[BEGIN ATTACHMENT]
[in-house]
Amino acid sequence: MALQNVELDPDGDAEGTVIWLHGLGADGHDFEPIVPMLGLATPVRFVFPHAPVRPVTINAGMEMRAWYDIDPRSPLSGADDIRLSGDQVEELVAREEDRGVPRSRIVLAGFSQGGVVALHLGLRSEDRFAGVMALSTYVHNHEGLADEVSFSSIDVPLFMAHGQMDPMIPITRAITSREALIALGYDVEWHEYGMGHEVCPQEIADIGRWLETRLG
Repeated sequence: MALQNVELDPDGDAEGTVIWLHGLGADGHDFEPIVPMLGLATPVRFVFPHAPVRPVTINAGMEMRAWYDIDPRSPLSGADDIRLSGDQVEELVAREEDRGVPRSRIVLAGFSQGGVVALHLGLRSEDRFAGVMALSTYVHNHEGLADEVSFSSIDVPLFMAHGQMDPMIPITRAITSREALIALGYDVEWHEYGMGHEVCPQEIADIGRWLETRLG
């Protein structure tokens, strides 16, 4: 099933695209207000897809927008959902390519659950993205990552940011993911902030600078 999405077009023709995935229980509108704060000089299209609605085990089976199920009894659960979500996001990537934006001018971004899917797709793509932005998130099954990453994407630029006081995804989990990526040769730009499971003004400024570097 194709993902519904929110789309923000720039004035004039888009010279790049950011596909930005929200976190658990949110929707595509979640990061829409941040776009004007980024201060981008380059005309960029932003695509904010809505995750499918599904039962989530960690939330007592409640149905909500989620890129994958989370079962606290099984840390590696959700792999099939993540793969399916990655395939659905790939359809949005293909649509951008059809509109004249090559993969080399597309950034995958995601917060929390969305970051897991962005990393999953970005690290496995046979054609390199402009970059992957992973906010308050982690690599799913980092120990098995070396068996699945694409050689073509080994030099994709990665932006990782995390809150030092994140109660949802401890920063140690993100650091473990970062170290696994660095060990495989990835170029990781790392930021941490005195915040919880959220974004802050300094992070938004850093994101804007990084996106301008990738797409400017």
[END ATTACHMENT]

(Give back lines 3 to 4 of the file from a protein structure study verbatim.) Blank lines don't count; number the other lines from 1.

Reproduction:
Repeated sequence: MALQNVELDPDGDAEGTVIWLHGLGADGHDFEPIVPMLGLATPVRFVFPHAPVRPVTINAGMEMRAWYDIDPRSPLSGADDIRLSGDQVEELVAREEDRGVPRSRIVLAGFSQGGVVALHLGLRSEDRFAGVMALSTYVHNHEGLADEVSFSSIDVPLFMAHGQMDPMIPITRAITSREALIALGYDVEWHEYGMGHEVCPQEIADIGRWLETRLG
């Protein structure tokens, strides 16, 4: 099933695209207000897809927008959902390519659950993205990552940011993911902030600078 999405077009023709995935229980509108704060000089299209609605085990089976199920009894659960979500996001990537934006001018971004899917797709793509932005998130099954990453994407630029006081995804989990990526040769730009499971003004400024570097 194709993902519904929110789309923000720039004035004039888009010279790049950011596909930005929200976190658990949110929707595509979640990061829409941040776009004007980024201060981008380059005309960029932003695509904010809505995750499918599904039962989530960690939330007592409640149905909500989620890129994958989370079962606290099984840390590696959700792999099939993540793969399916990655395939659905790939359809949005293909649509951008059809509109004249090559993969080399597309950034995958995601917060929390969305970051897991962005990393999953970005690290496995046979054609390199402009970059992957992973906010308050982690690599799913980092120990098995070396068996699945694409050689073509080994030099994709990665932006990782995390809150030092994140109660949802401890920063140690993100650091473990970062170290696994660095060990495989990835170029990781790392930021941490005195915040919880959220974004802050300094992070938004850093994101804007990084996106301008990738797409400017």